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delirium happy

Just keep on trying till you run out of cake

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Arithmetic
SHM
rho
I have a question for those of you who have worked retail and/or are no good at maths.

See, I'm good with numbers. Always have been. One of the consequences of this is that I'm really not sure what an average level of numeracy is.

When I went to the supermarket yesterday, after going through the checkout, I owed £32.74. Now, I had in my purse at this point some twenty pound notes and an absolute ass-load of coins. I could have just given the guy at the checkout two twenties, but I didn't want to do that because that would have meant getting even more change.


My first thought was just to hand over £43, and get given £10.26 in change. However, I know that this doesn't always go over too well. I've had cashiers act very, very confused when I've done that sort of thing, and I'm sure I've seen some of you people rant about having to make change for crazy mathmos.

Having contemplated various other possibilities (£42.74, £43.04, etc.) I figured that I had so much change on me, I may as well count it out and pay the exact amount. So I counted out twelve pound coins and handed them over "that's twelve pounds there", then counted out 74 pence, "and here's 74p" and finally handed over a twenty pound note.

To me, this is obvious. 12 + 0.74 + 20 = 32.74, but the guy I handed it too spent a good few seconds looking confused and totting it up in his head then apologised for having to do so. So I'm curious about two things:

1. How obvious is that sort of sum to people at large? Is it something that most people can tot up without thinking, or am I just unusually numerate?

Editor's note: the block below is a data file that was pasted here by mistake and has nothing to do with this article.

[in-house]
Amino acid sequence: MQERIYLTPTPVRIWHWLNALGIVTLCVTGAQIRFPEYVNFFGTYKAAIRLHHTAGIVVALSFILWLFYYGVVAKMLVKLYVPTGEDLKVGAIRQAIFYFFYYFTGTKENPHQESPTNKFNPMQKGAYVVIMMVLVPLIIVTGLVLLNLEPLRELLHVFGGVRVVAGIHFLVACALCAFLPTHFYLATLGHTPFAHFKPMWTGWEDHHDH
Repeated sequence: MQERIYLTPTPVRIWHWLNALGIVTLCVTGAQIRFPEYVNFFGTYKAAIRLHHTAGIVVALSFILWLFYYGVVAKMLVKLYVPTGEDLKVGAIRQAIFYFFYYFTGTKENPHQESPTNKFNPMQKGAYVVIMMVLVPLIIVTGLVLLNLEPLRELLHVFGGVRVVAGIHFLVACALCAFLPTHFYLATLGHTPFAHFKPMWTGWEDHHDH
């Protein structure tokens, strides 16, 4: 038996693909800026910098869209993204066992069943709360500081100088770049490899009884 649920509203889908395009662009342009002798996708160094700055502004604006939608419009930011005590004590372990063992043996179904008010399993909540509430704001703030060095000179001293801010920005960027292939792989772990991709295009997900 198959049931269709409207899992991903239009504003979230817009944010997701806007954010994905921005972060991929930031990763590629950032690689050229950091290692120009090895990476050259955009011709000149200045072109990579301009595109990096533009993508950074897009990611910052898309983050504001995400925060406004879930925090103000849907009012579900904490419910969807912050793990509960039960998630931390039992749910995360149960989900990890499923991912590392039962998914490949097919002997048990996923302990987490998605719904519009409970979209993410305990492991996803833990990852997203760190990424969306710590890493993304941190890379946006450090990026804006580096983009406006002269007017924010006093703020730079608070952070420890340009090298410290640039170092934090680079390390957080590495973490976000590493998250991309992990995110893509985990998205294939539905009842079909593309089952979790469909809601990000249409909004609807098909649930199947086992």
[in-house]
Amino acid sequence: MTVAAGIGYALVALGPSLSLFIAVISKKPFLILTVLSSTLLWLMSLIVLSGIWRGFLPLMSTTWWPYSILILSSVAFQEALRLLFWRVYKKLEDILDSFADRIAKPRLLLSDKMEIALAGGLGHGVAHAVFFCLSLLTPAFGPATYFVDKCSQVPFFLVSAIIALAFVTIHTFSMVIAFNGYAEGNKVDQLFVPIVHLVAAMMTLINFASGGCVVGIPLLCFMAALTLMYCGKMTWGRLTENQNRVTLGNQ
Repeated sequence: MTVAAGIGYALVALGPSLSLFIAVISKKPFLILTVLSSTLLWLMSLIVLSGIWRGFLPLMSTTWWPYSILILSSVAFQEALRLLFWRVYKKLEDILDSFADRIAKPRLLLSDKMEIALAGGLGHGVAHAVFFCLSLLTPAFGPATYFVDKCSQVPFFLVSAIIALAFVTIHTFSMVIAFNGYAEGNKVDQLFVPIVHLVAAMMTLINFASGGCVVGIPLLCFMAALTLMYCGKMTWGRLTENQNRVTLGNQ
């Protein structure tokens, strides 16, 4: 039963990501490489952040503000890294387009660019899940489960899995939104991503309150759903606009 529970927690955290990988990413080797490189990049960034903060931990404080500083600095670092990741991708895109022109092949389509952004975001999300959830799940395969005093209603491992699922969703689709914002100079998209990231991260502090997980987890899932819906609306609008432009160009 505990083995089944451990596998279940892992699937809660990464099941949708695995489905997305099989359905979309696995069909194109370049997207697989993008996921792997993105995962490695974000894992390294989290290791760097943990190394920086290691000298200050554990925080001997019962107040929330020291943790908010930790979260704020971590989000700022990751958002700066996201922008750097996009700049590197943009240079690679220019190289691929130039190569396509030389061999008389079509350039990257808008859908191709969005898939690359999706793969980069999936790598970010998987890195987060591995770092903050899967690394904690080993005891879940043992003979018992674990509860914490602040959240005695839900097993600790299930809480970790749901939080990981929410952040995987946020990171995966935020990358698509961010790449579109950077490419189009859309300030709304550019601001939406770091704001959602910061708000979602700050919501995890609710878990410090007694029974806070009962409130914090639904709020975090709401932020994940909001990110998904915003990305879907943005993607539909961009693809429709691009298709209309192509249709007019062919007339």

2. Given that I didn't want to just give £40 and get a whole lot of extra change, is there any more cashier-friendly method I could have used?

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I have worked as a cashier at a local grocery store chain. The answer tends to be what time of day you went to the store. Usually at non-peak hours you end up with the cashiers who are incompetant and really have no buisness touching money. Those cashiers may get rediculously confused if you gave them money in any way that is not the bill for the larger amount and the coins only for the smaller portion.

When I handled the money, if someone threw 12 pounds (I don't know the ascii code for that) at me in change, I would have just entered that amount first and then handled each form of change differently since most cash register systems can handle that.

In reality, the way most cash registers are set up, a common knowledge of basic math is not really required. All you really need to do is know the value of the money (which is written right on it!) and how to type that into the register. If the cashier were rediculously anal, they could enter each individual coin being put in their till until the total was reached (I actually did that with some people who were paying their bills with unrolled coins before because they were a dick and just dumped them on the register).

A way to make it simpler would have been to present the larger denomination first, so the 20 pounds followed by the 12 pound and then followed by the 74 pence since that is usually the method in which it is read on paper, most likely it is easier to figure out since it would be (20+12)+0.74 rather than the grouping you presented (12+0.74)+20.

I guess I could simplify this as saying that the easier approach that requires less thinking is to provide the whole numbers before the fraction of the whole number.

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